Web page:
WYSIWYG web editor for free...

  Taran 10:53 17 Jul 2004

I highlighted this project quite some months ago in the Consumerwatch forum. It is called Nvu click here

It started as a Linux project to bring a good WYSIWYG (What You See Is What You Get) editor to Linux, which previously relied on its users leveraging one or another of the excellent text/code editors coupled with the knowledge and ability to write code manually to create their web pages.

The idea was to bring a FrontPage type product to Linux which would allow rapid web creation using a visual interface with built in publish/FTP capability and so on. It would allow people with little prior knowledge of the web to get started in web editing on Linux and would allow those people who do know web authoring to generate a web framework quickly from which to build on.

To cut to the chase, I've been playing with the results of this project this past few months and I'm happy to say that it's not half bad. In fact, I'd go so far as to suggest that anyone working to a tight budget or who is unsure which WYSIWYG editor to invest in should seriously consider this program.

It is available on Linux (obviously) and has also been ported over to Windows. The download is available from click here and at 7.66mb it is accessible to those on narrowband dial up web access. It requires a little over 20mb of disk space.

Installation is easy, the interface is simple to grasp and there are loads of nice built in tools to play with. It has a built in CSS editor, HTML code validator, you can open files direct from a web server and on saving a file you are always prompted to give the page a title that will appear in the browser window title or in bookmarked favourites.

Note that this is a plain vanilla HTML editor and is not intended for working with PHP, ASP or XHTML.

If you're struggling to decide which editor to buy, try Nvu while you're deciding. All it costs is the time to download and it gives nice results without leaving you scratching your head. As that well known advert once said, it does exactly what it says on the tin, and you'd be hard pressed to find something that offers better value for money...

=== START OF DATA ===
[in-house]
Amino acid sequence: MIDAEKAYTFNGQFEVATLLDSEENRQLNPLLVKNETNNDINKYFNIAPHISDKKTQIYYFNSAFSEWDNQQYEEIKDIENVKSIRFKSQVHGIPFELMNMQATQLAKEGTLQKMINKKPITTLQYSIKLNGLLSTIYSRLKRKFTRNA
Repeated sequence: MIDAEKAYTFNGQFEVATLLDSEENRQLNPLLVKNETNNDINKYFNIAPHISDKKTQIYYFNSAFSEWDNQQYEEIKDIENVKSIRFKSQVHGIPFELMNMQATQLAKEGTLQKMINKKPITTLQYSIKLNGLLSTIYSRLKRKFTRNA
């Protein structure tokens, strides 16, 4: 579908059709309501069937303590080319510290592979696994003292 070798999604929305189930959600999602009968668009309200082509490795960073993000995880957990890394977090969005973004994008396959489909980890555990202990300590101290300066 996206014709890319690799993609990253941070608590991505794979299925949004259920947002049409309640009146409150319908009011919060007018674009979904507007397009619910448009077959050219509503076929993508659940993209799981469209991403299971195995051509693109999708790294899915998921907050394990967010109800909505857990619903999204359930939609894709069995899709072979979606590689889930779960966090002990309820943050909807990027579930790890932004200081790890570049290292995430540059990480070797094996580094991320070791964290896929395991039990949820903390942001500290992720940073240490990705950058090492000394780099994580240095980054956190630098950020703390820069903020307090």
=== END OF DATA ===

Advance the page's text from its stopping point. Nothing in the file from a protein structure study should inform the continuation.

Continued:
I'm cross-posting this in both Consumerwatch and WebDesign.

Best regards


  Diodorus Siculus 11:44 17 Jul 2004

Thanks for that; a nice addition to my freeware computing project.

  spuds 11:55 17 Jul 2004

Thanks.Now downloaded, and ready for a play around.

  TomJerry 12:02 17 Jul 2004


  zanwalk 12:06 17 Jul 2004

Thanks Taran. Much appreciated. Am going to D/L now.

  georgemac 12:36 17 Jul 2004

thanks, for my postings, will try it

  Taran 12:49 17 Jul 2004

"WYSIWYG: what about OpenOffice?"

What about it ?

OpenOffice, StarOffice and similar suites generally suit a different user and purpose and, in my opinion, neither one comes close in HTML editing capabilities to Nvu. Neither OpenOffice or StarOffice was intended to be used in rapid web development and neither suite is ideally suited to the task.

The whole point to Nvu was to bring a dedicated, standalone, FrontPage-like product to Linux, and it was nice of the developers to port it to Windows too. OpenOffice and StarOffice do not allow web project management on the same level as Nvu, and they also do not support the same level of tools and features.

If either OpenOffice or StarOffice does what you want it to then all well and good. Nvu is incomparable to either suite though, and is not intended to either rival or benchmark between them.

There are lots of freeware products, from complete suites to standalone programs, and many have been released for both Windows and Linux (or the other way around), but this is the first really useful and usable WYSIWYG web authoring tool designed for the Linux platform, although I admit that it is not the very first tool of its kind for Linux. It is the best I've seen to date though, and works so well I thought I'd share it.

It is free, very capable and available for both platforms. Having used both Open and StarOffice I know what I'd prefer to create websites with.

That's possibly just me though.

OpenOffice, to download, is 64.1 MB for Windows or 76.4 MB for Linux.

Nvu is 7.66 MB.

OpenOffice is not a dedicated WYSIWYG web authoring tool.

Nvu is.

Try it and make up your own mind.

I wasn't sugesting a comparative product review, merely that I think Nvu is a very nice little program and may warrant further investigation by those who may be starting out in web authoring or who are as yet undecided as to which program to invest in.

  Taran 21:30 21 Jul 2004

Just ticking the thread resolved to keep things tidy...

Sounds good - file to my postings.

  Mundy 00:33 26 Jul 2004

Thank you Taran, looks ideal.


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